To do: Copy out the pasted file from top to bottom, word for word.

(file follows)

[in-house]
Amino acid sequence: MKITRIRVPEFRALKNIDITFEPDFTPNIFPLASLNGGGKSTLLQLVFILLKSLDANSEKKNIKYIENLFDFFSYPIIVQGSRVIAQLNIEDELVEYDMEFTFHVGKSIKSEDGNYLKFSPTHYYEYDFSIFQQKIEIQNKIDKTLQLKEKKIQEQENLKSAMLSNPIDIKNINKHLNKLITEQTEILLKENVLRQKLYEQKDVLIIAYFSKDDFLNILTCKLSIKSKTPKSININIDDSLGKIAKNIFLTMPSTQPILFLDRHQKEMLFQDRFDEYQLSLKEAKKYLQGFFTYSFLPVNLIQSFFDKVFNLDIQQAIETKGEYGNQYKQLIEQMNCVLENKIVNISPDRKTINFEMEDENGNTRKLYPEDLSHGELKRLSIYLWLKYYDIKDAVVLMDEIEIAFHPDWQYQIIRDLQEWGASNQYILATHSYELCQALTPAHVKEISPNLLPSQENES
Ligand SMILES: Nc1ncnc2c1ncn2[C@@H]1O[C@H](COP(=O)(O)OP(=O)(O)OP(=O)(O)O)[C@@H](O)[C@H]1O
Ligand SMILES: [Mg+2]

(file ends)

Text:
[in-house]
Amino acid sequence: MKITRIRVPEFRALKNIDITFEPDFTPNIFPLASLNGGGKSTLLQLVFILLKSLDANSEKKNIKYIENLFDFFSYPIIVQGSRVIAQLNIEDELVEYDMEFTFHVGKSIKSEDGNYLKFSPTHYYEYDFSIFQQKIEIQNKIDKTLQLKEKKIQEQENLKSAMLSNPIDIKNINKHLNKLITEQTEILLKENVLRQKLYEQKDVLIIAYFSKDDFLNILTCKLSIKSKTPKSININIDDSLGKIAKNIFLTMPSTQPILFLDRHQKEMLFQDRFDEYQLSLKEAKKYLQGFFTYSFLPVNLIQSFFDKVFNLDIQQAIETKGEYGNQYKQLIEQMNCVLENKIVNISPDRKTINFEMEDENGNTRKLYPEDLSHGELKRLSIYLWLKYYDIKDAVVLMDEIEIAFHPDWQYQIIRDLQEWGASNQYILATHSYELCQALTPAHVKEISPNLLPSQENES
Ligand SMILES: Nc1ncnc2c1ncn2[C@@H]1O[C@H](COP(=O)(O)OP(=O)(O)OP(=O)(O)O)[C@@H](O)[C@H]1O
Ligand SMILES: [Mg+2]